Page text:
Designing around bulky patents (without breaking the law)...and a question

Getting flooded with new relevant Core77 content today guys…last one.

Patent awareness at the beginning of a project avoids copying existing IP.

To the footwear designers here on this forum, is this the way you typically work?

First, I have to assume English is a second language for the author. It was a difficult read.

Second, that is not the method we use at our company. Freedom to operate should be left to IP managers, not designers. So we let the designers go willy nilly with their designs and then let the IP managers determine freedom to operate as that is their job.

We once borrowed liberally from a Herman Miller chair design and the designers read the patent description before completing the parts, and ‘transposed’* a few of the claims so as to not infringe on them. That said, totally different non-competing markets.

(* turned them upside down)

That article made no sense.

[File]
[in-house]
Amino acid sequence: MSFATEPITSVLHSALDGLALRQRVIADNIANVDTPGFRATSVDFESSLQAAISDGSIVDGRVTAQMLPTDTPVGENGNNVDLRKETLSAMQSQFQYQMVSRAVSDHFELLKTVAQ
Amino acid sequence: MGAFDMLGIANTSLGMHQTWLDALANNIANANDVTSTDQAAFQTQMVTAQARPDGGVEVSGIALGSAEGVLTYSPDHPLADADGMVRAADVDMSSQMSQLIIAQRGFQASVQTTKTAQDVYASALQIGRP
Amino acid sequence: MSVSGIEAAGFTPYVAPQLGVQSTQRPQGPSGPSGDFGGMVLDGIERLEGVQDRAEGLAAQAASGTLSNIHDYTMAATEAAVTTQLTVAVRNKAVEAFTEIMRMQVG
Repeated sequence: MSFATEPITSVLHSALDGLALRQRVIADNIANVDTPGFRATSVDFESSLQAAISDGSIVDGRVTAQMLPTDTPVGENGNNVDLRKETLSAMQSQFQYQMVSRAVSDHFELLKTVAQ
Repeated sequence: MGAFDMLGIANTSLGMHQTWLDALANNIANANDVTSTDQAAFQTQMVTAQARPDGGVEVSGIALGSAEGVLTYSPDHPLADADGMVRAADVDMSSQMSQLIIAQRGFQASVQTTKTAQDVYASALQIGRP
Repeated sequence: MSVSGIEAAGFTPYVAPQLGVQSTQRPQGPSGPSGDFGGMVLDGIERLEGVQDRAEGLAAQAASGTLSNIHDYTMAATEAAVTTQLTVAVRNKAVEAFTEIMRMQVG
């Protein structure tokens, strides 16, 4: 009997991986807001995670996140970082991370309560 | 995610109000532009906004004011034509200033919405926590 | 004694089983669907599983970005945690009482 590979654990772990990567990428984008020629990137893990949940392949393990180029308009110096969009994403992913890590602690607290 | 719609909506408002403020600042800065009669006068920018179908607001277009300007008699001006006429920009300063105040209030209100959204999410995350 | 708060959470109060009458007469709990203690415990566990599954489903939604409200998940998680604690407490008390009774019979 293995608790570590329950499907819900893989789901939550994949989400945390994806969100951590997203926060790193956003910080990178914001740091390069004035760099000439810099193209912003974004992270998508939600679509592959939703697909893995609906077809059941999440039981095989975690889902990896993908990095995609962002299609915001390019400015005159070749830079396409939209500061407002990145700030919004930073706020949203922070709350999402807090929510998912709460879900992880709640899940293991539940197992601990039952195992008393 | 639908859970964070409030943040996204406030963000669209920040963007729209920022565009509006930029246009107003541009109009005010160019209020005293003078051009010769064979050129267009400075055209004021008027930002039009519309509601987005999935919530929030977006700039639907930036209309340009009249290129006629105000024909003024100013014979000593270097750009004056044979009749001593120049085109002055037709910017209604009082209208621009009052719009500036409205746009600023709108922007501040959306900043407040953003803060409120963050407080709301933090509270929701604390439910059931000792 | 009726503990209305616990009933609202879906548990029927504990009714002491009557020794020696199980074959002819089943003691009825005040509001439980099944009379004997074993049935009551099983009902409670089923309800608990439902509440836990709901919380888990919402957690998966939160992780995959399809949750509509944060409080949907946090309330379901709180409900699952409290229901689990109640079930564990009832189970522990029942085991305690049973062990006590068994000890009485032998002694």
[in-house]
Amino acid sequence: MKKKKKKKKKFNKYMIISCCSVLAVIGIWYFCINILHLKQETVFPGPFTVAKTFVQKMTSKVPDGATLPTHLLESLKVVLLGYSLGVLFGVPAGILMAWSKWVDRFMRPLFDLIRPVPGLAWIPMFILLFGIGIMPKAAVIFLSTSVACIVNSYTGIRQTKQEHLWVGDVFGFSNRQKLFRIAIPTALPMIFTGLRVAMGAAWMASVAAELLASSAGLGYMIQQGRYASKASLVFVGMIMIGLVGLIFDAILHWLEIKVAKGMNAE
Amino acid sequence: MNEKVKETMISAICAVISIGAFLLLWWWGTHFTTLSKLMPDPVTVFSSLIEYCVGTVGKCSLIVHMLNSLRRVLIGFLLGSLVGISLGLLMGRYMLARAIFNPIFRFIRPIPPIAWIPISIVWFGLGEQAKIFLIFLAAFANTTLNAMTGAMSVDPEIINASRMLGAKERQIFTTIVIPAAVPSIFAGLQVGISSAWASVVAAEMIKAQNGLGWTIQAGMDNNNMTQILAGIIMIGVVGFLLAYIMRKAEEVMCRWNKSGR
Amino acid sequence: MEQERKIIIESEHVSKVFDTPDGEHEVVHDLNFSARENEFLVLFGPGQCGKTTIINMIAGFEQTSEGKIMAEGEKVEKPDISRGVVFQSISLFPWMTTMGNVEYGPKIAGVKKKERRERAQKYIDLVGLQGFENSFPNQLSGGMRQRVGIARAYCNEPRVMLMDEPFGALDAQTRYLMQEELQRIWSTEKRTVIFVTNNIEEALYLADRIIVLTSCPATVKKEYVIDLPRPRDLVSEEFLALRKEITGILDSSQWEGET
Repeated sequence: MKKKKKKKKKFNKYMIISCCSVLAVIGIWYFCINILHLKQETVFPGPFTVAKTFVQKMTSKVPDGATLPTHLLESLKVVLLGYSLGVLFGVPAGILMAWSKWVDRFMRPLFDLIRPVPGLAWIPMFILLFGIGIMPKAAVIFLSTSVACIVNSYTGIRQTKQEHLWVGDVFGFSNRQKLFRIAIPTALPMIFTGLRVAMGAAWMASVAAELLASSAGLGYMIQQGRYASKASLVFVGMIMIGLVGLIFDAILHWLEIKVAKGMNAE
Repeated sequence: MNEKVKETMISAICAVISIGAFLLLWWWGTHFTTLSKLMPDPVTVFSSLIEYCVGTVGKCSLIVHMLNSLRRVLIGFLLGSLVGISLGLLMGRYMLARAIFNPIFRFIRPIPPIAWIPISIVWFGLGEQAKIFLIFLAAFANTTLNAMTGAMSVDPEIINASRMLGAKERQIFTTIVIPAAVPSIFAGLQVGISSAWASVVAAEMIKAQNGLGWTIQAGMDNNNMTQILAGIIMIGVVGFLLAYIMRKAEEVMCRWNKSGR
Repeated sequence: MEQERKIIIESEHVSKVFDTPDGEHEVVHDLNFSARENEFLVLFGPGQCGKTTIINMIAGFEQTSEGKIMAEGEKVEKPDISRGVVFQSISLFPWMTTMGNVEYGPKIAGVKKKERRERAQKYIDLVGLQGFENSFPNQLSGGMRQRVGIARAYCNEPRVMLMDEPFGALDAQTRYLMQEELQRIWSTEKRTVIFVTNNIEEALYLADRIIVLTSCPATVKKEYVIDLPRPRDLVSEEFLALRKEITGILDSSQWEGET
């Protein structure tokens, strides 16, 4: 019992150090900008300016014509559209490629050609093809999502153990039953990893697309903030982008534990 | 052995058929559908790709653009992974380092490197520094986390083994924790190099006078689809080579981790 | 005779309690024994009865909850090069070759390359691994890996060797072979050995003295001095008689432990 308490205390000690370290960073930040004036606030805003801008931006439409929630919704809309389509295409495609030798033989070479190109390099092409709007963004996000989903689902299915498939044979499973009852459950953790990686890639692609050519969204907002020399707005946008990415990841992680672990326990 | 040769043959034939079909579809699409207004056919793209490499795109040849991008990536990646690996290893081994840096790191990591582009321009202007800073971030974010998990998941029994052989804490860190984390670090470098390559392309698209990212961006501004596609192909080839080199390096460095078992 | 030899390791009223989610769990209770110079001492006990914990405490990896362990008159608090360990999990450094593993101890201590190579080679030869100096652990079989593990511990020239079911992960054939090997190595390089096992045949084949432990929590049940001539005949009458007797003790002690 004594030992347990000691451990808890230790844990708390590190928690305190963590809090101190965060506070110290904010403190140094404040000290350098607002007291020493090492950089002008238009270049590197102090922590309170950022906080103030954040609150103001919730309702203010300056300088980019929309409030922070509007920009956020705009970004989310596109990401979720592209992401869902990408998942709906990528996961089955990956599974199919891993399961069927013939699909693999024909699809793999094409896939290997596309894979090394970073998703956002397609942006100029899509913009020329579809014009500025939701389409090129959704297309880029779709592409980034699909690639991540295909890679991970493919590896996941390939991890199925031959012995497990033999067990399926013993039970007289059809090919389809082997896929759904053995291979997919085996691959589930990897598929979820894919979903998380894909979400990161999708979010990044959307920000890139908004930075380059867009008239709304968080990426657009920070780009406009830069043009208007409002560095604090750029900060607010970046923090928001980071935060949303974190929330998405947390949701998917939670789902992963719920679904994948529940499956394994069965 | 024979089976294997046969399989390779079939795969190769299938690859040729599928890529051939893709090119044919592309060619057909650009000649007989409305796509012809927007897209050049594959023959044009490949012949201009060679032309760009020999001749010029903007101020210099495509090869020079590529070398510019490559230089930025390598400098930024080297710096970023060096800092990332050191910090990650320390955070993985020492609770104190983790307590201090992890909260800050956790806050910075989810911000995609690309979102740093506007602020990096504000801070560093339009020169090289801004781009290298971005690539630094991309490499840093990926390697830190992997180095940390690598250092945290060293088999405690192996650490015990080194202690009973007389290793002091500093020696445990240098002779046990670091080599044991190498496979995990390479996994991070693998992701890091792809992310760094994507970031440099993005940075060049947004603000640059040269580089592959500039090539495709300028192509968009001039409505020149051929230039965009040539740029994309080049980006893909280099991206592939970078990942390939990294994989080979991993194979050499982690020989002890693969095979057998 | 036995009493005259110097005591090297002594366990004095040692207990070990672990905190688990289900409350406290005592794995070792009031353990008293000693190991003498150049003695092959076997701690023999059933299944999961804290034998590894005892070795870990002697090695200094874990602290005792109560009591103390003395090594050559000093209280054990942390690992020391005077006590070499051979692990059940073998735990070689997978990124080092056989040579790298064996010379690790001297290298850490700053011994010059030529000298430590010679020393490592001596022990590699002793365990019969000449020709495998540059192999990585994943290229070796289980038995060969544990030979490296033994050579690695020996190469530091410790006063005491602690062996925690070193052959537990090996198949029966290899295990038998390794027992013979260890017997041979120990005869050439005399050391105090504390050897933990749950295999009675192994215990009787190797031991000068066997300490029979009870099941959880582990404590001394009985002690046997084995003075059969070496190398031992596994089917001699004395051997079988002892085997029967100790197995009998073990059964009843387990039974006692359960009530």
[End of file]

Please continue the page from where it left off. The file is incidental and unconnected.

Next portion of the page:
From my read of it, they did a design that looked like a pretty close copy of another shoe (I’m guessing Salomon), and they got in trouble for it.

It sounds like a Design Patent and nothing too surprising.

The process here seems unremarkable, and patents aside, a designer should be familiar with other products in the category. I don’t really see anything here “restrictive” or unusual or much in a “work around”…

This is design 101 and bread a butter for a footwear designer given that patterns and function are generally what we do when the overall shape is determined by the shape of the foot.

I’m more wondering why this is an article, when the patent infringer and designers it is about look bad.